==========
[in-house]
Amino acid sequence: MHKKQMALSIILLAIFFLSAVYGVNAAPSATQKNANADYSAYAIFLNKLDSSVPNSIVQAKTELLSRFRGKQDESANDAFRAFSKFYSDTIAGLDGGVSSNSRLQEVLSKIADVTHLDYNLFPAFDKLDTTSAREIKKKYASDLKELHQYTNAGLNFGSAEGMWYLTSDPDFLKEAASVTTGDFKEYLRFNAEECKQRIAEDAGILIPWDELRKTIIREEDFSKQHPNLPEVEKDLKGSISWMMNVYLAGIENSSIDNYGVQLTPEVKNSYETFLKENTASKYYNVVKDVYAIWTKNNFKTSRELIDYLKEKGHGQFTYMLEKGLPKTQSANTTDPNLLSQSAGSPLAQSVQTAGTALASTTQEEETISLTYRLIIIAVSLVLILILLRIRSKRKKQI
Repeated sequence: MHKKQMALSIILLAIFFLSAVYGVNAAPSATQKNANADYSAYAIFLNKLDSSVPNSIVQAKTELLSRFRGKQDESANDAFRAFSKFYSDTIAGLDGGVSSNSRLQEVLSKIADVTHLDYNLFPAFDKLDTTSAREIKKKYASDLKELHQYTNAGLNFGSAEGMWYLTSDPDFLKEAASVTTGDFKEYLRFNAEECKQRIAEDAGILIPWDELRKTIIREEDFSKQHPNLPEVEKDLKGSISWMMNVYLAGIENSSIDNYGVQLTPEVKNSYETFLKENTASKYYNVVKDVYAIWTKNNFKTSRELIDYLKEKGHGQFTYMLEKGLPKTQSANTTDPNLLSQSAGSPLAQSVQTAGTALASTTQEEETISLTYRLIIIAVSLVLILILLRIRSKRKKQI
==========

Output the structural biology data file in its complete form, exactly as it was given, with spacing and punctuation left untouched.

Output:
[in-house]
Amino acid sequence: MHKKQMALSIILLAIFFLSAVYGVNAAPSATQKNANADYSAYAIFLNKLDSSVPNSIVQAKTELLSRFRGKQDESANDAFRAFSKFYSDTIAGLDGGVSSNSRLQEVLSKIADVTHLDYNLFPAFDKLDTTSAREIKKKYASDLKELHQYTNAGLNFGSAEGMWYLTSDPDFLKEAASVTTGDFKEYLRFNAEECKQRIAEDAGILIPWDELRKTIIREEDFSKQHPNLPEVEKDLKGSISWMMNVYLAGIENSSIDNYGVQLTPEVKNSYETFLKENTASKYYNVVKDVYAIWTKNNFKTSRELIDYLKEKGHGQFTYMLEKGLPKTQSANTTDPNLLSQSAGSPLAQSVQTAGTALASTTQEEETISLTYRLIIIAVSLVLILILLRIRSKRKKQI
Repeated sequence: MHKKQMALSIILLAIFFLSAVYGVNAAPSATQKNANADYSAYAIFLNKLDSSVPNSIVQAKTELLSRFRGKQDESANDAFRAFSKFYSDTIAGLDGGVSSNSRLQEVLSKIADVTHLDYNLFPAFDKLDTTSAREIKKKYASDLKELHQYTNAGLNFGSAEGMWYLTSDPDFLKEAASVTTGDFKEYLRFNAEECKQRIAEDAGILIPWDELRKTIIREEDFSKQHPNLPEVEKDLKGSISWMMNVYLAGIENSSIDNYGVQLTPEVKNSYETFLKENTASKYYNVVKDVYAIWTKNNFKTSRELIDYLKEKGHGQFTYMLEKGLPKTQSANTTDPNLLSQSAGSPLAQSVQTAGTALASTTQEEETISLTYRLIIIAVSLVLILILLRIRSKRKKQI